The Essential Jesus (Part 13): More Miracles of Jesus

Day 1 of 5 • This day’s reading

Devotional

More Miracles of Jesus

I DON'T BLAME PEOPLE TODAY for being skeptical about healing. I once watched a television documentary on a well-known faith healer. The cameras rolled as people from the audience were helped onto the stage. After the faith healer put his hands on them and dramatically prayed, people threw away crutches, got up out of wheelchairs or reported instant recovery from disease – all to great applause. But when the documentary followed up months later, they had trouble finding anyone who was still "healed."

Even so, most people still believe genuine healing is possible. Why? First, because suffering and sickness are so awful. In our desperation, we become open to possibilities we would not be willing to consider when everything is just fine. Second, because there are many documented examples of real healing throughout history. Not only that, medical professionals today regularly report unexplained recoveries. And just about everyone knows somebody who has experienced a miraculous healing. We may not understand or agree on the reasons why, but we have to admit one thing: healing happens.

The challenge for us in the next five readings is to examine the healing miracles of Jesus with an open mind. We'll read how Jesus enabled a blind man to see, caused a disabled man to walk, restored a demon-possessed man, cured a woman with an incurable bleeding problem and brought two dead people back to life. These accounts are some of the most exciting and inspiring parts of Jesus' entire ministry.

They also give us a deeper understanding of the essential Jesus. The most basic thing we learn is that Jesus had compassion for people; He wasn't too busy or important to help people overcome their problems. Next, the healing miracles of Jesus demonstrate His power and authority, not just over sickness but also over sin. Finally, the healings provide us with more evidence that Jesus was who He said He was, the Son of God.

That's a lot to absorb all at once. So let's read through the healings one by one. As you do, try to imagine that you are there. Perhaps you could be the person receiving the healing, or one of the disciples, or even a person in the crowd. What would you have felt and said and done? Try to step into the story so you can experience the healing ministry of Jesus for yourself.

Lord, I Believe

PRAY: Heavenly Father, "open my eyes that I may see wonderful things in your law" today (Psalm 119:18).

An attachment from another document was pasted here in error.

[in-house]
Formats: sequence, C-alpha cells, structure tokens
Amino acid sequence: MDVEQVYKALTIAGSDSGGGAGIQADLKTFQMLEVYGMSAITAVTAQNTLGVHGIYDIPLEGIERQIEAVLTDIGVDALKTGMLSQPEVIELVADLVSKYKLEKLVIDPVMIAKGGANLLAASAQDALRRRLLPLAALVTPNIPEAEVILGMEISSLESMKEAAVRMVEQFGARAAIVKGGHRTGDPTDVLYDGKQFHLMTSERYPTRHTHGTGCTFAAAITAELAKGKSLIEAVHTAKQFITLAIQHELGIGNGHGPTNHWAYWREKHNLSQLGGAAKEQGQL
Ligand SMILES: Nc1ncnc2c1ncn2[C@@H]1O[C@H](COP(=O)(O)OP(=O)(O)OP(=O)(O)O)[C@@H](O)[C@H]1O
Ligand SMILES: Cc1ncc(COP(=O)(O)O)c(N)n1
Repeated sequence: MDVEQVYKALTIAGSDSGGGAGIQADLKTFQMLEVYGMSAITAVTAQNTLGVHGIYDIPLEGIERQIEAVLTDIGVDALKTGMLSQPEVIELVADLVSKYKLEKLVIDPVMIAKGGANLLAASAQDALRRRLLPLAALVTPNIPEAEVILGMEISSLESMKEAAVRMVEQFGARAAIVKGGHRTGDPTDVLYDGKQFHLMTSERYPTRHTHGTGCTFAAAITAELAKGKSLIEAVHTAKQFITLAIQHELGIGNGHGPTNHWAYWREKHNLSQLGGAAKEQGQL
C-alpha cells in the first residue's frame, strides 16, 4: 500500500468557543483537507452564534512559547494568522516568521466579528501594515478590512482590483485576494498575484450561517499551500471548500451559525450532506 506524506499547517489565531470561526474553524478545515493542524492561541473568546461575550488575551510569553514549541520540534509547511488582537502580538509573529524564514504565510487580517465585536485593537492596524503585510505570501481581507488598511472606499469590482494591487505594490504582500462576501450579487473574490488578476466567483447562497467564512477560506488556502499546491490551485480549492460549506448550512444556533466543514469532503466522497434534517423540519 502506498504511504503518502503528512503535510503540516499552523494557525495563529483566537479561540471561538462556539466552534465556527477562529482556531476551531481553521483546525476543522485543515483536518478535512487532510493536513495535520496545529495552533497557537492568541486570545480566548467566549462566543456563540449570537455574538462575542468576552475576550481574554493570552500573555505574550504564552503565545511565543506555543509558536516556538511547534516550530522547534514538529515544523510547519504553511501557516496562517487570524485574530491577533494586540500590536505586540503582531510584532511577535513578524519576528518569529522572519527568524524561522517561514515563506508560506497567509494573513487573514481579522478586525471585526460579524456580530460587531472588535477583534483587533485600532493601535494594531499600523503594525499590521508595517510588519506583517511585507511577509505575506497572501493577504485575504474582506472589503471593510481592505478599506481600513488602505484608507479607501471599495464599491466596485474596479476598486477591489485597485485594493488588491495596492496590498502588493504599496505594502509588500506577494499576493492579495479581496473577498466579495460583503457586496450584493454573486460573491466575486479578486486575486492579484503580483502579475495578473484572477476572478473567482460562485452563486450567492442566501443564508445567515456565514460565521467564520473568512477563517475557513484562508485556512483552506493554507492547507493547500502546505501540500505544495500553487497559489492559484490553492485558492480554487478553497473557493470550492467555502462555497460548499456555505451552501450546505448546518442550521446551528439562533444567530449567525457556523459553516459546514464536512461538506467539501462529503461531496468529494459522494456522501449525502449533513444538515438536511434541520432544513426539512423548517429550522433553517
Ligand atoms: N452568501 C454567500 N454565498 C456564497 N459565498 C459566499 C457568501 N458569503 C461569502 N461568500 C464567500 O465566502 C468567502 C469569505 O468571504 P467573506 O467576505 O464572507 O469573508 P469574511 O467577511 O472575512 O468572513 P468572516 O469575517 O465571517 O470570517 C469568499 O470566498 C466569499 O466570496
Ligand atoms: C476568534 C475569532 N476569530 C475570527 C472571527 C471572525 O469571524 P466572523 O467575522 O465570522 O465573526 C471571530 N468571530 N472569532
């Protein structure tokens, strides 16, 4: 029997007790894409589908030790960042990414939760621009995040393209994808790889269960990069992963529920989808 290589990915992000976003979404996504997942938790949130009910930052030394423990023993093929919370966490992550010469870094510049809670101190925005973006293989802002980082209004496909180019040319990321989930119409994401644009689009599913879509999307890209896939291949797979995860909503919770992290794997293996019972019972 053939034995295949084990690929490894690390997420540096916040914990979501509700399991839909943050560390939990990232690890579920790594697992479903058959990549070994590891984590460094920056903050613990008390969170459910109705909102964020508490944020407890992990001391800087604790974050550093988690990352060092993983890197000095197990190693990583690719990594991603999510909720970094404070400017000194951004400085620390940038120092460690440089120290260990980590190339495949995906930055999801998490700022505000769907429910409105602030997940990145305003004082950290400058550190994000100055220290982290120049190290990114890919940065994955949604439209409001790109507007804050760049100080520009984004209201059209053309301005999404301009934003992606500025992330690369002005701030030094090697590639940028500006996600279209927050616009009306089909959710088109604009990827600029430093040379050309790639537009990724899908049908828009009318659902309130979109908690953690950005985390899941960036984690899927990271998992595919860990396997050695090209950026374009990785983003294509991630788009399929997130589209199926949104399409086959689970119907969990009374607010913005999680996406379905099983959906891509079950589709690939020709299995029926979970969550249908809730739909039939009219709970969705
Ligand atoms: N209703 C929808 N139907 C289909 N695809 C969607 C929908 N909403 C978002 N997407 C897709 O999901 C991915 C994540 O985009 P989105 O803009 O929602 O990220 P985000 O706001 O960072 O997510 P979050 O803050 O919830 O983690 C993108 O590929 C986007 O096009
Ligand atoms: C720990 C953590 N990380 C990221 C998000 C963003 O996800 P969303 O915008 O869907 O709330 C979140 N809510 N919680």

READ: John 9:1-41

REFLECT: Even a junior reporter could get the facts of the healing of the man born blind:

JERUSALEM. An itinerant preacher from Galilee named Jesus sparked a controversy earlier today with an act of kindness. According to eyewitnesses, Jesus and his entourage met a man who had been blind from birth as they walked on the main road near Jerusalem. After a brief dialogue, Jesus put mud on the man's eyes, told him to wash in a local pond, and the man's eyesight was restored. Religious leaders have challenged the validity of the "healing" and have launched their own investigation.

Why is it so difficult for some to accept the fact the Jesus heals people? In the case of the Pharisees, they were more concerned about defending a set of picky religious rules than they were about experiencing God. When told about the healing, they condemned it on a technicality (v. 16). If we ever let good things like our church traditions or our theological positions get in the way of our passion for meeting God, then something is off track.

The blind man was the only one who saw the light (v. 5). Instead of questioning or challenging Jesus, he simply obeyed (v. 7). Next, he honestly shared his experience with others (vv. 11, 25), even defending it in spite of the pressure tactics used against him (vv. 24-34). Finally, after taking time to think it through, he put his faith in Jesus (v. 38). Perhaps the strongest proof of the validity of this miracle was the fact that the blind man never backed down. He could easily have changed his story, or at least shaped it just a little, to satisfy the Pharisees and avoid "excommunication." But he didn't, he couldn't, because he could see.

The Pharisees rejected the healing because Jesus didn't fit into their religious system: "How dare you lecture us!" (v. 34). The disciples may have missed it because their interest seemed more theological than personal: "Who sinned……. that he was born blind?" (v. 2). But the blind man was healed because he was open-minded about what Jesus could do. That's the first step to true faith, "Lord, I believe."

APPLY: Why do you think some people remain close-minded about Jesus today?

PRAY: Lord, I would like to be a bolder witness for you, like the man who was born blind. Please give me the courage to tell others how I've experienced you.